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Settling in Canada City of Ottawa PROFILE

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Ottawa is one of the most beautiful capital cities in the world. A thriving business and government centre, Ottawa is also rich in culture and heritage with its many national institutions, parklands, waterways and historic architecture.


Ottawa Facts

Population: 921,825 (2011)

Location – Central Canada
On the border between Ontario and Quebec.

Warm humid summers, cold and snowy winters.

Ottawa is one of the most beautiful capital cities in the world. A thriving business and government centre, Ottawa is also rich in culture and heritage with its many national institutions, parklands, waterways and historic architecture.

Ottawa is home to a large number of foreign embassies and is a recognized centre for both academics and professional training. The city offers an open and welcoming environment to cultures from around the world, providing service in English, French, and many other languages.

Ottawa features:

  • Home to Canada’s Federal Government with over 110,000 government jobs
  • Over 1,800 advanced technology companies employing more than 76,000 people
  • One of Canada’s top sites for research and development
  • Highest number of residents with post-secondary education in Canada
  • More engineers, scientists and PhDs per capita than any other city in Canada
  • 44 per cent of residents speak both English and French
  • North America’s least expensive major city to live in (Mercer)
  • One of the greenest capitals in the world, surrounded by 532 square kilometres of parks, forests and wetlands



Ottawa’s people are the secret to its success. They are diverse, entrepreneurial, highly educated and multilingual. Cosmopolitan Ottawa prides itself on its ethnic diversity. It continues to attract the best and brightest from all parts of the globe.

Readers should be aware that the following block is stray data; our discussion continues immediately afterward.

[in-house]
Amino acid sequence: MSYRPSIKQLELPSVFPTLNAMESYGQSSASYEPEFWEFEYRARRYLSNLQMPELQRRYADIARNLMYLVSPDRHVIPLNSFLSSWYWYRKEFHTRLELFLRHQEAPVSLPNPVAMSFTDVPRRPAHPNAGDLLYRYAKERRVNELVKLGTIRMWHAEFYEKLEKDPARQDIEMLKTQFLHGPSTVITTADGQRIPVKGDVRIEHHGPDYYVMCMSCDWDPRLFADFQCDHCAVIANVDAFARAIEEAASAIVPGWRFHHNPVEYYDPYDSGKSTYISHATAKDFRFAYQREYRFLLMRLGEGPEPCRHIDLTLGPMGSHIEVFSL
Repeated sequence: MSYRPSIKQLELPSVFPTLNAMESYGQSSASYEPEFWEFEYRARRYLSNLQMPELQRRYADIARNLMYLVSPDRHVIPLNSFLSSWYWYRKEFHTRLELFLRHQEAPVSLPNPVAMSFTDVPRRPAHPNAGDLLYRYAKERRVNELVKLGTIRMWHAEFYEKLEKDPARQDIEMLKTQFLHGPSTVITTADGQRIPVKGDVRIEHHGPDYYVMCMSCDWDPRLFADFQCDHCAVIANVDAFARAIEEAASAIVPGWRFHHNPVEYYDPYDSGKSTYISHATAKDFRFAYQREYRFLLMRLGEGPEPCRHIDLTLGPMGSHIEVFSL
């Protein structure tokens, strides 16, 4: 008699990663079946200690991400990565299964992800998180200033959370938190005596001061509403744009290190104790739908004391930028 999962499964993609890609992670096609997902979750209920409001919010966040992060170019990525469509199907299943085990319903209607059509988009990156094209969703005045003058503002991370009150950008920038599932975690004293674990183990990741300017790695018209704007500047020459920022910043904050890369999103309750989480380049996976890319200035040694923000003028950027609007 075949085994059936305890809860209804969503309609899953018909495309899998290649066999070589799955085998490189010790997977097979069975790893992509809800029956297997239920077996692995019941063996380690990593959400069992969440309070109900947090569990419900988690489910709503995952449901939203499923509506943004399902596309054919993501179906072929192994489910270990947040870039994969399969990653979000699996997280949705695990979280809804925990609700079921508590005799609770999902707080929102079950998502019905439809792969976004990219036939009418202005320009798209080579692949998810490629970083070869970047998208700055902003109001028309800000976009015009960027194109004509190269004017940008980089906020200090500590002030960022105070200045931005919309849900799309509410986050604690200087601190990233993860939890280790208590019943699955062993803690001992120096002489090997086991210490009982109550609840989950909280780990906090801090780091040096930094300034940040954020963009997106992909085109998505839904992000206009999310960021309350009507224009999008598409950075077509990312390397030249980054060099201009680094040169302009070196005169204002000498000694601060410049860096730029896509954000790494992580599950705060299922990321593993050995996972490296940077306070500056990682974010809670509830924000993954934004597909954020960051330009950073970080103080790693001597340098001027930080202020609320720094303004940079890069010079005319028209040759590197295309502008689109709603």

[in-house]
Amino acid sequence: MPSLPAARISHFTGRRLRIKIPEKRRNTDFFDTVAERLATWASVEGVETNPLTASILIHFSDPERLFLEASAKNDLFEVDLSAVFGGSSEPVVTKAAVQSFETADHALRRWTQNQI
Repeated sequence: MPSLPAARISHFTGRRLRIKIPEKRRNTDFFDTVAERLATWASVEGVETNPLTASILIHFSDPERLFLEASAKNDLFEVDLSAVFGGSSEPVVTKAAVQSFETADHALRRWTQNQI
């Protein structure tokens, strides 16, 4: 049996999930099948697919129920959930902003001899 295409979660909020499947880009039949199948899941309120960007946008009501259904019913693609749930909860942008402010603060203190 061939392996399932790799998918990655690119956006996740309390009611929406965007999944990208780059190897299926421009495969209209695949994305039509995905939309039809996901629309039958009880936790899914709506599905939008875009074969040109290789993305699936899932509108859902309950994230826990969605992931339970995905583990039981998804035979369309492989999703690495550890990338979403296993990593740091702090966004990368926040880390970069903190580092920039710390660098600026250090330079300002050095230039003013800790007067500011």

Ottawa boasts the highest number of residents with a post-secondary education in Canada, a bilingual rate of 44 per cent, and more engineers, scientists, and PhDs per capita than any other city in the country.

As of the 2011 National Household Survey, there were 204,445 immigrants living in Ottawa - Gatineau (Ontario part) (Ont. part  – 22.6 per cent of the total population. Of these, 16.0 per cent – 32,660 people in all – arrived between 2006 and 2011.

Countries of origin
United Kingdom, China, Other places of birth in Africa, Other places of birth in Asia, Lebanon, India, United States, Philippines, Other places of birth in Europe, Haiti.

First languages spoken
English, French, Arabic, Chinese, Spanish.

Catholic, No religious affiliation, Other Christian, Muslim, Anglican, United Church.

Countries of origin

These are the 30 most common birthplaces of immigrants to Ottawa.

Country of Origin Total Immigrant Population (2011) Immigrants Arriving 2006 – 2011
United Kingdom 17,990 800
China 16,185 2,540
Other places of birth in Africa 16,135
Other places of birth in Asia 14,030
Lebanon 9,800 1,255
India 9,145 1,585
United States 9,040 1,740
Philippines 7,410 2,530
Other places of birth in Europe 7,335
Haiti 6,200 2,220
Viet Nam 6,125 290
Other places of birth in Americas 5,745
Italy 5,495
Germany 4,270 145
Iran 4,180 810
Poland 4,160 95
Pakistan 3,680 625
Hong Kong Special Administrative Region 3,045 50
Jamaica 2,940 105
Russian Federation 2,850 455
Egypt 2,810 700
Sri Lanka 2,800 525
Iraq 2,800 840
Bangladesh 2,490 495
Portugal 2,305
Romania 2,285 255
France 2,175 305
Netherlands 2,140
El Salvador 1,855
Ethiopia 1,800 405

‡ Statistics Canada did not publish data for some countries of origin for recent immigrants.
Source: Statistics Canada (2011 National Household Survey)

First languages

These are the top ten “first languages” – the mother tongue spoken by people who live in this city.

Mother Tongue Number (2011) % of Population (2011)
English 582,955 64.0%
French 161,370 17.7%
Arabic 31,510 3.5%
Chinese, n.o.s.* 13,195 1.4%
Spanish 11,890 1.3%
Italian 10,400 1.1%
Mandarin 7,045 0.8%
Cantonese 6,800 0.7%
Somali 6,720 0.7%
German 6,450 0.7%

* Not otherwise specified.
Source: Statistics Canada (2011 Census of Canada)


These are the religions with the most adherents in Ottawa.

Religion # of Adherents (2011)
Catholic 361,425
No religious affiliation 201,720
Other Christian 66,500
Muslim 58,590
Anglican 57,285
United Church 55,295
Christian Orthodox 17,610
Presbyterian 13,145
Hindu 11,995
Buddhist 11,735
Jewish 10,655
Baptist 10,580

Source: Statistics Canada (2011 National Household Survey)

Housing Information


Ottawa is a safe, clean city in which to raise a family, with a wide variety of neighbourhoods. It also offers a wide mix of houses and small and large apartment buildings.